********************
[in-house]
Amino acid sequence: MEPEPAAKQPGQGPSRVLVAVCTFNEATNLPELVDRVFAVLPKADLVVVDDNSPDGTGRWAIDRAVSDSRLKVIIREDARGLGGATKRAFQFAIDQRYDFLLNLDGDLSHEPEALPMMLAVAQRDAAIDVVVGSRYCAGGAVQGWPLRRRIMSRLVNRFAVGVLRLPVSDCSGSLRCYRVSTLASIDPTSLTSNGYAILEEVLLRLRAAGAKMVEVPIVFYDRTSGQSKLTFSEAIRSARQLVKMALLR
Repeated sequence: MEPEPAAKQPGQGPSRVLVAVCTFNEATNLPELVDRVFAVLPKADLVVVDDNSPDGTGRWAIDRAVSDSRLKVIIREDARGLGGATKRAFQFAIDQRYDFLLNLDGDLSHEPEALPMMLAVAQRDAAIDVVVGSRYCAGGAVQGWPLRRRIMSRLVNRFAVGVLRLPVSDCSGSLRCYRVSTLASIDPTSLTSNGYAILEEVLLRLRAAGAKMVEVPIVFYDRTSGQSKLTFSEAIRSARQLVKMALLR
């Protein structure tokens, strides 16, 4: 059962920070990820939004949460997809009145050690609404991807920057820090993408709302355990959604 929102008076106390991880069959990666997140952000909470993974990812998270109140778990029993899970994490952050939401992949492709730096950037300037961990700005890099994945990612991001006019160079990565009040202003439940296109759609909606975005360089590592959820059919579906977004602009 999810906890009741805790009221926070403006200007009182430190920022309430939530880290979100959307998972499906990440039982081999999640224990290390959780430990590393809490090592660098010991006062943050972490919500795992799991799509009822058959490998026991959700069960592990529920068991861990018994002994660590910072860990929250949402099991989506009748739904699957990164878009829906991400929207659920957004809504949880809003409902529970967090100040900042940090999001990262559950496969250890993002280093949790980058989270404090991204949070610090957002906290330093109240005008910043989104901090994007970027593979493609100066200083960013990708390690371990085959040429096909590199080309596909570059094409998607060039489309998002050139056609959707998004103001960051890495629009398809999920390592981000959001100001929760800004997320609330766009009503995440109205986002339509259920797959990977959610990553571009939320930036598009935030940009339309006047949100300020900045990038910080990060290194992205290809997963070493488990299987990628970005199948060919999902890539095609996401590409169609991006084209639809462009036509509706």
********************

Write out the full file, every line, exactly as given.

[in-house]
Amino acid sequence: MEPEPAAKQPGQGPSRVLVAVCTFNEATNLPELVDRVFAVLPKADLVVVDDNSPDGTGRWAIDRAVSDSRLKVIIREDARGLGGATKRAFQFAIDQRYDFLLNLDGDLSHEPEALPMMLAVAQRDAAIDVVVGSRYCAGGAVQGWPLRRRIMSRLVNRFAVGVLRLPVSDCSGSLRCYRVSTLASIDPTSLTSNGYAILEEVLLRLRAAGAKMVEVPIVFYDRTSGQSKLTFSEAIRSARQLVKMALLR
Repeated sequence: MEPEPAAKQPGQGPSRVLVAVCTFNEATNLPELVDRVFAVLPKADLVVVDDNSPDGTGRWAIDRAVSDSRLKVIIREDARGLGGATKRAFQFAIDQRYDFLLNLDGDLSHEPEALPMMLAVAQRDAAIDVVVGSRYCAGGAVQGWPLRRRIMSRLVNRFAVGVLRLPVSDCSGSLRCYRVSTLASIDPTSLTSNGYAILEEVLLRLRAAGAKMVEVPIVFYDRTSGQSKLTFSEAIRSARQLVKMALLR
């Protein structure tokens, strides 16, 4: 059962920070990820939004949460997809009145050690609404991807920057820090993408709302355990959604 929102008076106390991880069959990666997140952000909470993974990812998270109140778990029993899970994490952050939401992949492709730096950037300037961990700005890099994945990612991001006019160079990565009040202003439940296109759609909606975005360089590592959820059919579906977004602009 999810906890009741805790009221926070403006200007009182430190920022309430939530880290979100959307998972499906990440039982081999999640224990290390959780430990590393809490090592660098010991006062943050972490919500795992799991799509009822058959490998026991959700069960592990529920068991861990018994002994660590910072860990929250949402099991989506009748739904699957990164878009829906991400929207659920957004809504949880809003409902529970967090100040900042940090999001990262559950496969250890993002280093949790980058989270404090991204949070610090957002906290330093109240005008910043989104901090994007970027593979493609100066200083960013990708390690371990085959040429096909590199080309596909570059094409998607060039489309998002050139056609959707998004103001960051890495629009398809999920390592981000959001100001929760800004997320609330766009009503995440109205986002339509259920797959990977959610990553571009939320930036598009935030940009339309006047949100300020900045990038910080990060290194992205290809997963070493488990299987990628970005199948060919999902890539095609996401590409169609991006084209639809462009036509509706």